In New York, a restaurant that makes it 10 years might as well qualify for a plaque from the Landmarks Preservation Commission. So you've got to hand it to Indochine as the Lafayette Street classic celebrates its 25th Anniversary with a party, and a book! More photos and story below...
Indochine was one of the first hangouts to straddle the uptown and downtown scenes as the two began to conflate in the art- and junk bond-fueled '80s. Consider the placement on Indochine's boldface name-studded seating chart (in Page Six on September 14th, 1997, and on the back of the party invite for tonight) of Ivana Trump and Ed Koch just a spring roll's throw away from Marc Jacobs and David Bowie.
Speaking of seating charts, Indochine was among the first joints to apply them below 14th Street (and, unlike the Four Seasons, to a hot crowd not nearing Depends age). Always ahead of the curve, the French-colonial spot also foresaw the foodie fusion trend that no one could escape in the '90s.
As we mentioned earlier, Indochine's influence can be spotted all over town. But you really ought to take in the real thing. Nothing beats an original, and few, if any, of Indochine's wan imitators can boast the following: Andy Warhol partied here.
Read what other famous NYC figures have to say about Indochine, and go buy the book, published exclusively by Rizzoli, for more exclusive photos and quotes from one of the best. Check back tomorrow for our coverage of the anniversary party!
André Balazs: "Indochine is somehow a place that one constantly stumbles back into and rediscovers. A long stretch of time will pass by and suddenly you’ll go back and realize, “This is so great.” Like all good public places, it has layers of veneer, all of which contribute to its success—it’s not just the food, it’s not just the room, it’s not just the social part, or the location, it’s all of them, and Indochine has that unique combination."
Andrea Rosen: "Indochine opened the same year that I moved to New York, in 1984. So there’s an interesting trajectory with what I consider my own history in New York."
Jason Pomeranc: "I recall going to Indochine in its early years as a teen, when I was lucky enough to be invited by my brothers or older friends. I was too young to experience the heyday of studio 54 and Xenon, but I recall having a complete sensory overload, as the energy was so powerful in the room...To truly capture the essence of Indochine, you need to see it on a night not filled with supermodels, rock stars, and celebrities, but rather during their legendary staff Christmas parties. They are wild, theatrical and completely unique."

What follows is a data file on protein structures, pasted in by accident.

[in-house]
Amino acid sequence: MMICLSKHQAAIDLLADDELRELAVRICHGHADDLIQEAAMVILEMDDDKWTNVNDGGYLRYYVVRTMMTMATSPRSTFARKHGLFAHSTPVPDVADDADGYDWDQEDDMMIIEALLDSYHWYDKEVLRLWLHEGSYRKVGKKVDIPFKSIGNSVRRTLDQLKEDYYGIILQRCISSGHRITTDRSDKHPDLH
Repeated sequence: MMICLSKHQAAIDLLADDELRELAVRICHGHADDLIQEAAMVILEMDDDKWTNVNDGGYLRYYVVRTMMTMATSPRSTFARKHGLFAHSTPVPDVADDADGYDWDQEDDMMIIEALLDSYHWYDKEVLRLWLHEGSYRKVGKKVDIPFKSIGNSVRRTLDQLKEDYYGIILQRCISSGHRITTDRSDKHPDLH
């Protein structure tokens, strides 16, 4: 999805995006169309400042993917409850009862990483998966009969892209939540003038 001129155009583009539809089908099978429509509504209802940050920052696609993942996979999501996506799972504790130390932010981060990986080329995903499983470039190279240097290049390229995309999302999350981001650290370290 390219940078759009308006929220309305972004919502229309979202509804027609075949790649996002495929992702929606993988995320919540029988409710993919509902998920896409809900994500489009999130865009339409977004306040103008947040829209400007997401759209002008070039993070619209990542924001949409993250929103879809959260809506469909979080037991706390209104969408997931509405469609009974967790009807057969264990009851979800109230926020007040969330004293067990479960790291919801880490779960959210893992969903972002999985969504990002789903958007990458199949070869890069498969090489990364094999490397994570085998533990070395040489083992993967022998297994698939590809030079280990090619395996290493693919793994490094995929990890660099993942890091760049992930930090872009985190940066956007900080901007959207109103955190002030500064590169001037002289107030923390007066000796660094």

Cindy Crawford: "Stephen Knoll threw this big bash for me at Indochine in early ’05. It was a total blowout, a “this could only happen in New York” kind of party. It had the beautiful people plus the eccentrics, the trannies, the Dirty Martini girl wearing the pasties. It didn’t let you down."
Stephen Knoll: "If you know that an event is going to be at Indochine, it’s going to be a great party. It’s going to be a good time. Indochine has the right vibe. I just felt like if there was any place to give a party in NY, that was the place for me."
Jorg Rae: "There must be some spice in the food that makes pregnant women give birth. Cindy Crawford, Sarah Jessica Parker, Christy Turlington, and recently Naomi Watts, gave birth within twelve to forty-eight hours of having a meal at Indochine. Probably just a coincidence, though. But then again…"
Athena Calderone: "I went into labor at Indochine on Valentines night in 2003. I’ve heard a number of famous women also went into labor after eating there. It’s gone on to become a bit of an urban myth. Many women have asked me what I ate that night. It was the number 26, red snapper with spicy sweet and sour pimento sauce."
Padma Lakshmi: "The food is fantastic, and it’s pretty consistent. Not only is it delicious, but it’s pretty light and clean. So, if you’re trying to watch your weight, or detox from Top Chef, it’s not a bad place to go."
Roman Alonzo: "The food has never changed, but somehow we never got sick of it. How many of those spring rolls can you eat? A lot, I guess! I think its success has to do with the lighting too. It’s the most attractive lighting. We like to see each other in it."
Cindy Crawford: "When I lived in New York, in the Police Building, I’d go to Indochine on Sunday nights for takeout. It felt like the neighborhood place."
Ann Dexter-Jones: "I love the soups, the fish, especially the Chilean seabass-they cook it in this wonderful broth. And what’s nice is, and what I love about that kind of food is, everyone orders something different…it’s like eating off somebody else’s plate. I’m one of those people who wants what’s across the table, because I’d like to order everything. That’s why I love Asian food. I love to share. Having five children, just to eliminate any squabbles of what’s mine and what’s yours, I repeated my mantra to them: “We love to share, don’t we.”"
Fran Lebowitz: "The thing that I most like there are the dumplings. You’re supposed to share them, but I do not. And when people say, “Let’s get some dumplings,” I say: “Fine, let’s get some, and I will also get some."
[photo above: Marc Jacobs, © Used by permission; Photo by Arthur Elgort, 1991 From Indochine 2009 published by Rizzoli International, New York]